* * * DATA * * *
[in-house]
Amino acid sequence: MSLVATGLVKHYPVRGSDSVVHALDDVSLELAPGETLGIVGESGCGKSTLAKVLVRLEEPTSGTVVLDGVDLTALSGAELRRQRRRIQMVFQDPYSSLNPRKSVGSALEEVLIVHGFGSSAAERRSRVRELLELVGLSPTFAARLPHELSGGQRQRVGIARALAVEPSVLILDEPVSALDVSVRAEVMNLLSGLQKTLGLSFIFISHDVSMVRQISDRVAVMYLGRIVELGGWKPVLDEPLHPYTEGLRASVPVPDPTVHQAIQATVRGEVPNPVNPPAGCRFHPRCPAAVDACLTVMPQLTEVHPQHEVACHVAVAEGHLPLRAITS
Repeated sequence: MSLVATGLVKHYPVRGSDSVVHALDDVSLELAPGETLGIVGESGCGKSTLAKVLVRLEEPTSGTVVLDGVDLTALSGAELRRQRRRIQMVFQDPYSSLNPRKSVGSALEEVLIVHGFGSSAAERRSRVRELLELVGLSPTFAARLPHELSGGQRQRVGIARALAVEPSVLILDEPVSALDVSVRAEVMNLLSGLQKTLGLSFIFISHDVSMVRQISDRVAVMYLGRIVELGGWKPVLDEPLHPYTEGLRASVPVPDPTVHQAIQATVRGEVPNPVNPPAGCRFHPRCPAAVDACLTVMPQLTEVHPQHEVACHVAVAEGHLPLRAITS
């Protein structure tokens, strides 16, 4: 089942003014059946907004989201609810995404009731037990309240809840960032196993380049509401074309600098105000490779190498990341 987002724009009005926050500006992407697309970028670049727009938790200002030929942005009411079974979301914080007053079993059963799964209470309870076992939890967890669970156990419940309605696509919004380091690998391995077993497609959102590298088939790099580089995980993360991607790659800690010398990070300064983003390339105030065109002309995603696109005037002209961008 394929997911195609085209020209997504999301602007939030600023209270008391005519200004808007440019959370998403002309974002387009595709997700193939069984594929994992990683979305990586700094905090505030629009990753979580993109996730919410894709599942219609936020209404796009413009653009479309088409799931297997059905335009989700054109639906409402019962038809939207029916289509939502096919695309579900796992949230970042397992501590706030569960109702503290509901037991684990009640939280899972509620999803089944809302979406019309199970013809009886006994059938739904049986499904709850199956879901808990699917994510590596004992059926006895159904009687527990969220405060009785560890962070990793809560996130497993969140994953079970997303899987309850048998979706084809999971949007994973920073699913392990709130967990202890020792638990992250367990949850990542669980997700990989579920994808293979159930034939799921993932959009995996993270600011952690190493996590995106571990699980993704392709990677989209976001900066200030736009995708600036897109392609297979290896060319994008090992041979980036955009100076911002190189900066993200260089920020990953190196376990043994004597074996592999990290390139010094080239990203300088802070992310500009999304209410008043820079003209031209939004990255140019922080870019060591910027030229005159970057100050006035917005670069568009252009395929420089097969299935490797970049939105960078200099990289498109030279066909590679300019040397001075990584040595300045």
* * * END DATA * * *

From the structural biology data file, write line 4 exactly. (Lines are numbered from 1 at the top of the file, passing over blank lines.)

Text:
């Protein structure tokens, strides 16, 4: 089942003014059946907004989201609810995404009731037990309240809840960032196993380049509401074309600098105000490779190498990341 987002724009009005926050500006992407697309970028670049727009938790200002030929942005009411079974979301914080007053079993059963799964209470309870076992939890967890669970156990419940309605696509919004380091690998391995077993497609959102590298088939790099580089995980993360991607790659800690010398990070300064983003390339105030065109002309995603696109005037002209961008 394929997911195609085209020209997504999301602007939030600023209270008391005519200004808007440019959370998403002309974002387009595709997700193939069984594929994992990683979305990586700094905090505030629009990753979580993109996730919410894709599942219609936020209404796009413009653009479309088409799931297997059905335009989700054109639906409402019962038809939207029916289509939502096919695309579900796992949230970042397992501590706030569960109702503290509901037991684990009640939280899972509620999803089944809302979406019309199970013809009886006994059938739904049986499904709850199956879901808990699917994510590596004992059926006895159904009687527990969220405060009785560890962070990793809560996130497993969140994953079970997303899987309850048998979706084809999971949007994973920073699913392990709130967990202890020792638990992250367990949850990542669980997700990989579920994808293979159930034939799921993932959009995996993270600011952690190493996590995106571990699980993704392709990677989209976001900066200030736009995708600036897109392609297979290896060319994008090992041979980036955009100076911002190189900066993200260089920020990953190196376990043994004597074996592999990290390139010094080239990203300088802070992310500009999304209410008043820079003209031209939004990255140019922080870019060591910027030229005159970057100050006035917005670069568009252009395929420089097969299935490797970049939105960078200099990289498109030279066909590679300019040397001075990584040595300045």